Carillion, The UK's second largest construction firm, has gone into liquidation, putting thousands of jobs at risk.

The company is involved in numerous public sector contracts, including the management of prisons, schools and 50,000 Ministry of Defence homes.

It is also one of the prime contractors for HS2, the high speed rail link being built to connect London with Birmingham, Leeds and Manchester. It is a principle construction contractor for Network Rail.

43,000 staff are employed by Carillion worldwide, 20,000 of whom are based in the UK.

Thousands of smaller companies are also contracted by Carillion.

The impact on jobs and contractor firms is not yet clear.

It is understood that much of Carillion's substantial public sector work will be brought back under government control, or contracted out to other companies.

The government has been criticised for awarding public sector contracts to the firm in recent months, despite the company's woes being well known. The firm issued three profit warnings in six months.

Sources suggest the government was keen to assuage the worries of substantial lenders by handing it large contracts.

Having refused to insure Carillion's debt, the government knew the only likely result would be liquidation.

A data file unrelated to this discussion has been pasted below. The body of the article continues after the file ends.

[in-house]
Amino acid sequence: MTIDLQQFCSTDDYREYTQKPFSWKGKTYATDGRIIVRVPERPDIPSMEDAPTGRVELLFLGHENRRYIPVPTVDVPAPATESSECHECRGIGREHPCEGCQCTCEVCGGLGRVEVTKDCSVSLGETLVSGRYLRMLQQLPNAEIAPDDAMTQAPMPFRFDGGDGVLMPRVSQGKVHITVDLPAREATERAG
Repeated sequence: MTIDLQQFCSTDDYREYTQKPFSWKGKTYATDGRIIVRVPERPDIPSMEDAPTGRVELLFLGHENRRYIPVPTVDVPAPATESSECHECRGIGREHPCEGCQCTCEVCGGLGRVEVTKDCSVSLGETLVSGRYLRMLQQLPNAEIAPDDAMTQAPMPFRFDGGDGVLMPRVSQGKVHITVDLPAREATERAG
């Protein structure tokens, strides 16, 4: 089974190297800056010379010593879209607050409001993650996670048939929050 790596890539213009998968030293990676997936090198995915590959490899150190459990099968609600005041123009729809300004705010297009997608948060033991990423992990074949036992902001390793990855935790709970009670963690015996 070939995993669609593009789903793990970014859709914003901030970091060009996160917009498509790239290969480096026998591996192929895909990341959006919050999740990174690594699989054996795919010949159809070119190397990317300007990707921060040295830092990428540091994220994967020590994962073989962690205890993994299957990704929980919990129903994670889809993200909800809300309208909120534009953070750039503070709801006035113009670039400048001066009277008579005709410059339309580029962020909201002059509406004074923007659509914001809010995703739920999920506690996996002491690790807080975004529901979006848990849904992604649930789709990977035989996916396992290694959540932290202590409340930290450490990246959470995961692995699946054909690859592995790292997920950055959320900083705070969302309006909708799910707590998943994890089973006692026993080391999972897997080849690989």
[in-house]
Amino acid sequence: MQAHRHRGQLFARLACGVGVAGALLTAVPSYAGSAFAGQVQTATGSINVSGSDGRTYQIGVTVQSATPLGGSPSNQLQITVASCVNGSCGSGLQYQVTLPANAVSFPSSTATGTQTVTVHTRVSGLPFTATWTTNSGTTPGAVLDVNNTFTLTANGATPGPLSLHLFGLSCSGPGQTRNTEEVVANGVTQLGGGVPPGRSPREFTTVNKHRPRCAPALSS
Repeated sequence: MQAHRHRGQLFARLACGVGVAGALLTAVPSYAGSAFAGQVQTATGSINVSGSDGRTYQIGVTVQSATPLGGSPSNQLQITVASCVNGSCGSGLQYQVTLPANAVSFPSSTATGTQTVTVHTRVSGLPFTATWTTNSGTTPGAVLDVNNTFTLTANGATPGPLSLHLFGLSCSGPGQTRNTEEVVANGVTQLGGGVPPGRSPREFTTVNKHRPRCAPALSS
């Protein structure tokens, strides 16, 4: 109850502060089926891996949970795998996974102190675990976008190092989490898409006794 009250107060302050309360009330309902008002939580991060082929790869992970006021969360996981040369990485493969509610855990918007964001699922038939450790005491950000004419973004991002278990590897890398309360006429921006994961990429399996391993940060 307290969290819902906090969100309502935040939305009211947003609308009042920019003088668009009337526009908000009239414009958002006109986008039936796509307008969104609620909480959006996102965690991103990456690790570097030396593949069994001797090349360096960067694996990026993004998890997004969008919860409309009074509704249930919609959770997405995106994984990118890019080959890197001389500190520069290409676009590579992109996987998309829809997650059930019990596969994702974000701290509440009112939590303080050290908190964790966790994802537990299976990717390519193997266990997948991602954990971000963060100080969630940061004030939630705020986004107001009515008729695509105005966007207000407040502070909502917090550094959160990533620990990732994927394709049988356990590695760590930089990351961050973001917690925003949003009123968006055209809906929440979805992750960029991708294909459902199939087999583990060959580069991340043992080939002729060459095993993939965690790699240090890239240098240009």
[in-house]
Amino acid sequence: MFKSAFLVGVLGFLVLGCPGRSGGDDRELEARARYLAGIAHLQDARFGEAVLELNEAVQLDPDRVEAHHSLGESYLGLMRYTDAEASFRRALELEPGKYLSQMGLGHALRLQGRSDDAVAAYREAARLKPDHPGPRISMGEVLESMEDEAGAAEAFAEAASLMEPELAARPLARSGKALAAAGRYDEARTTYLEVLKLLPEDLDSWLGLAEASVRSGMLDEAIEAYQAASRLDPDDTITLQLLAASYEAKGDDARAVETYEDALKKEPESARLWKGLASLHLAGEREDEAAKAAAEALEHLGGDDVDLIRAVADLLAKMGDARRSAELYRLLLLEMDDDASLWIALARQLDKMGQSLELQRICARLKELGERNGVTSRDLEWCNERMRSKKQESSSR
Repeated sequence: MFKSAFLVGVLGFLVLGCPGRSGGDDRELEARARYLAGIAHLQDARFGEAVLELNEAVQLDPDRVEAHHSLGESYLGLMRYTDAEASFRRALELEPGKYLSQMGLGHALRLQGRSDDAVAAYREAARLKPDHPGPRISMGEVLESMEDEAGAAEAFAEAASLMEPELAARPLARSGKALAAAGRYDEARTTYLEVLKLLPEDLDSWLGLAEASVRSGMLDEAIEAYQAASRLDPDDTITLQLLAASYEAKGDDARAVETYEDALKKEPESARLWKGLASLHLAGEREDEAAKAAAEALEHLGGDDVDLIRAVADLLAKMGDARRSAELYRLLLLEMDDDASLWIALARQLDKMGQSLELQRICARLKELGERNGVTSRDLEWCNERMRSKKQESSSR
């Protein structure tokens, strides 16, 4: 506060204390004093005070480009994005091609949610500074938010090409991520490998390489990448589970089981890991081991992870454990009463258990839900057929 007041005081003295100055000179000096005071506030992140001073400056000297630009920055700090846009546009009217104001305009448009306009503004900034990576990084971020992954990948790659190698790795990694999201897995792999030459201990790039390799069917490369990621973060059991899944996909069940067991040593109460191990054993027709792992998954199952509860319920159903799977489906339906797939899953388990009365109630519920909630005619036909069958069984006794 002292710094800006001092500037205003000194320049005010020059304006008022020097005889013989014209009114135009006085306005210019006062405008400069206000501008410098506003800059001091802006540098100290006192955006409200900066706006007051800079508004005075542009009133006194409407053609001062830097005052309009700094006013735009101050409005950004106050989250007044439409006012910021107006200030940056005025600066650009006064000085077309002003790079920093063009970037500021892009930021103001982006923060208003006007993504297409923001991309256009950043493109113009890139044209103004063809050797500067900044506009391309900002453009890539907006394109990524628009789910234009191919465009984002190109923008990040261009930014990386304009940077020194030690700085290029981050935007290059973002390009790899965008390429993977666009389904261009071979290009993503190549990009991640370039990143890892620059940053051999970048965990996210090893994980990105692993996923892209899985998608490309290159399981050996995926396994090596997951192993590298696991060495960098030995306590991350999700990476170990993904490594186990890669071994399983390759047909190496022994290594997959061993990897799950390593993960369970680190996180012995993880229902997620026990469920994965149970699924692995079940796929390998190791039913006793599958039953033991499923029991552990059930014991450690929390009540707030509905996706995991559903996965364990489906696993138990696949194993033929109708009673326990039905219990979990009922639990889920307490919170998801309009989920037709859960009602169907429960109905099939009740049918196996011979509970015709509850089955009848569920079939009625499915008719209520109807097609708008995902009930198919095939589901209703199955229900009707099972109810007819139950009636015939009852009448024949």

The government does not want to be seen as privatising profitable businesses, while nationalising unsuccessful ones.

What's the immediate impact?
  • Carillion provided construction services for Network Rail, which says that day-to-day running of train services will be unaffected.
  • Oxfordshire County Council has taken back control of schools formerly run by Carillion. It has stated the fire brigade is on hand to deliver school meals if necessary.

Bernard Jenkin, the Conservative chairman of the House of Commons Public Administration Committee, said Carillion’s liquidation "really shakes public confidence in the ability of the private sector to deliver public services and infrastructure".

Mick Cash, the general secretary of the Rail, Maritime and Transport (RMT) union, said: "This is disastrous news for the workforce and disastrous news for transport and public services in Britain.

"RMT will be demanding urgent meetings with Network Rail and the train companies today with the objective of protecting our member’s jobs and pensions."

Rehana Azam, national officer of the GMB union, said: "What's happening with Carillion yet again shows the perils of allowing privatisation to run rampant in our schools, our hospitals and our prisons."